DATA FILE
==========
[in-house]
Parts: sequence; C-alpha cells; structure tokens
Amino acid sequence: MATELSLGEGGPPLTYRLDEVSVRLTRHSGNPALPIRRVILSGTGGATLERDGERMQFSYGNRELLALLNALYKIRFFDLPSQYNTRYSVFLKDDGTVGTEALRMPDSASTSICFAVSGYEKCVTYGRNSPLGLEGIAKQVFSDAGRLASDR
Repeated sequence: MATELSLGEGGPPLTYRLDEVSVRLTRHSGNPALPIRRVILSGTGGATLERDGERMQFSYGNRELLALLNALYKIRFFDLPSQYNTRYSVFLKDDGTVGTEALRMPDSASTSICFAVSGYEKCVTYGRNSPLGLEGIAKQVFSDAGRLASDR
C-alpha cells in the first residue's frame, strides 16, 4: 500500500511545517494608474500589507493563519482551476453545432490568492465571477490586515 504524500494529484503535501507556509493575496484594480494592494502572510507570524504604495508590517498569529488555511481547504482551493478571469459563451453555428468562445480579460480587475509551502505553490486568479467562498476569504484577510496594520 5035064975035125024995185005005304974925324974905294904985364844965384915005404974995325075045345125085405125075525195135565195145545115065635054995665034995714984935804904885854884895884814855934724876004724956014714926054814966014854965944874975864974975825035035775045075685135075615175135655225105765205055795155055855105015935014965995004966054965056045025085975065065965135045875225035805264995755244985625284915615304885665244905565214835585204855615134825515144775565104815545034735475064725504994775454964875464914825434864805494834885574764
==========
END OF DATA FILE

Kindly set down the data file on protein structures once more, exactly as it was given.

[in-house]
Parts: sequence; C-alpha cells; structure tokens
Amino acid sequence: MATELSLGEGGPPLTYRLDEVSVRLTRHSGNPALPIRRVILSGTGGATLERDGERMQFSYGNRELLALLNALYKIRFFDLPSQYNTRYSVFLKDDGTVGTEALRMPDSASTSICFAVSGYEKCVTYGRNSPLGLEGIAKQVFSDAGRLASDR
Repeated sequence: MATELSLGEGGPPLTYRLDEVSVRLTRHSGNPALPIRRVILSGTGGATLERDGERMQFSYGNRELLALLNALYKIRFFDLPSQYNTRYSVFLKDDGTVGTEALRMPDSASTSICFAVSGYEKCVTYGRNSPLGLEGIAKQVFSDAGRLASDR
C-alpha cells in the first residue's frame, strides 16, 4: 500500500511545517494608474500589507493563519482551476453545432490568492465571477490586515 504524500494529484503535501507556509493575496484594480494592494502572510507570524504604495508590517498569529488555511481547504482551493478571469459563451453555428468562445480579460480587475509551502505553490486568479467562498476569504484577510496594520 5035064975035125024995185005005304974925324974905294904985364844965384915005404974995325075045345125085405125075525195135565195145545115065635054995665034995714984935804904885854884895884814855934724876004724956014714926054814966014854965944874975864974975825035035775045075685135075615175135655225105765205055795155055855105015935014965995004966054965056045025085975065065965135045875225035805264995755244985625284915615304885665244905565214835585204855615134825515144775565104815545034735475064725504994775454964875464914825434864805494834885574764